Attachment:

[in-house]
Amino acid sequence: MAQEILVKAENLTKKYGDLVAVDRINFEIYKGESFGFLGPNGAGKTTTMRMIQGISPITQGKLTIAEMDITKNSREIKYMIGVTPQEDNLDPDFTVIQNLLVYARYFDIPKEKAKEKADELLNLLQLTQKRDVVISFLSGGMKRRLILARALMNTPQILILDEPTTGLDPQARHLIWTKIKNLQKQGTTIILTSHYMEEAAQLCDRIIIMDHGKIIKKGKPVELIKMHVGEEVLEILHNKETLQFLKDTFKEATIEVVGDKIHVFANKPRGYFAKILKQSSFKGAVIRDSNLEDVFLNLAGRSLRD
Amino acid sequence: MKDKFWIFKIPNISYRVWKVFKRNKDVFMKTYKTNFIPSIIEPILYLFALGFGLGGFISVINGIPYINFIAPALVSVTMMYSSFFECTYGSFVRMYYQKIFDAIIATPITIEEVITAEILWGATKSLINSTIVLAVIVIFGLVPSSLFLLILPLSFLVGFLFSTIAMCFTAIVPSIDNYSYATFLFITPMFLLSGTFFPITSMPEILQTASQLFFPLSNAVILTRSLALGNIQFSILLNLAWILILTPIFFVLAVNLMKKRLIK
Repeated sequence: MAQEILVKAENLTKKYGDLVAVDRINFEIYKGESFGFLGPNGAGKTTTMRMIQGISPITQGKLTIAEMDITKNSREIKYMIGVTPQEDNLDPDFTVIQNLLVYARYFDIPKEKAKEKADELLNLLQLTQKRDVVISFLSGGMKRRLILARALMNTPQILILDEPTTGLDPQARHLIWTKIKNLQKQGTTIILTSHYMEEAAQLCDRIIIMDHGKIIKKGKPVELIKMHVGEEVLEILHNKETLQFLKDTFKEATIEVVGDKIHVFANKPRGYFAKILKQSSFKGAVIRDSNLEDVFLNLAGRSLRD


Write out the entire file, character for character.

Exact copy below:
[in-house]
Amino acid sequence: MAQEILVKAENLTKKYGDLVAVDRINFEIYKGESFGFLGPNGAGKTTTMRMIQGISPITQGKLTIAEMDITKNSREIKYMIGVTPQEDNLDPDFTVIQNLLVYARYFDIPKEKAKEKADELLNLLQLTQKRDVVISFLSGGMKRRLILARALMNTPQILILDEPTTGLDPQARHLIWTKIKNLQKQGTTIILTSHYMEEAAQLCDRIIIMDHGKIIKKGKPVELIKMHVGEEVLEILHNKETLQFLKDTFKEATIEVVGDKIHVFANKPRGYFAKILKQSSFKGAVIRDSNLEDVFLNLAGRSLRD
Amino acid sequence: MKDKFWIFKIPNISYRVWKVFKRNKDVFMKTYKTNFIPSIIEPILYLFALGFGLGGFISVINGIPYINFIAPALVSVTMMYSSFFECTYGSFVRMYYQKIFDAIIATPITIEEVITAEILWGATKSLINSTIVLAVIVIFGLVPSSLFLLILPLSFLVGFLFSTIAMCFTAIVPSIDNYSYATFLFITPMFLLSGTFFPITSMPEILQTASQLFFPLSNAVILTRSLALGNIQFSILLNLAWILILTPIFFVLAVNLMKKRLIK
Repeated sequence: MAQEILVKAENLTKKYGDLVAVDRINFEIYKGESFGFLGPNGAGKTTTMRMIQGISPITQGKLTIAEMDITKNSREIKYMIGVTPQEDNLDPDFTVIQNLLVYARYFDIPKEKAKEKADELLNLLQLTQKRDVVISFLSGGMKRRLILARALMNTPQILILDEPTTGLDPQARHLIWTKIKNLQKQGTTIILTSHYMEEAAQLCDRIIIMDHGKIIKKGKPVELIKMHVGEEVLEILHNKETLQFLKDTFKEATIEVVGDKIHVFANKPRGYFAKILKQSSFKGAVIRDSNLEDVFLNLAGRSLRD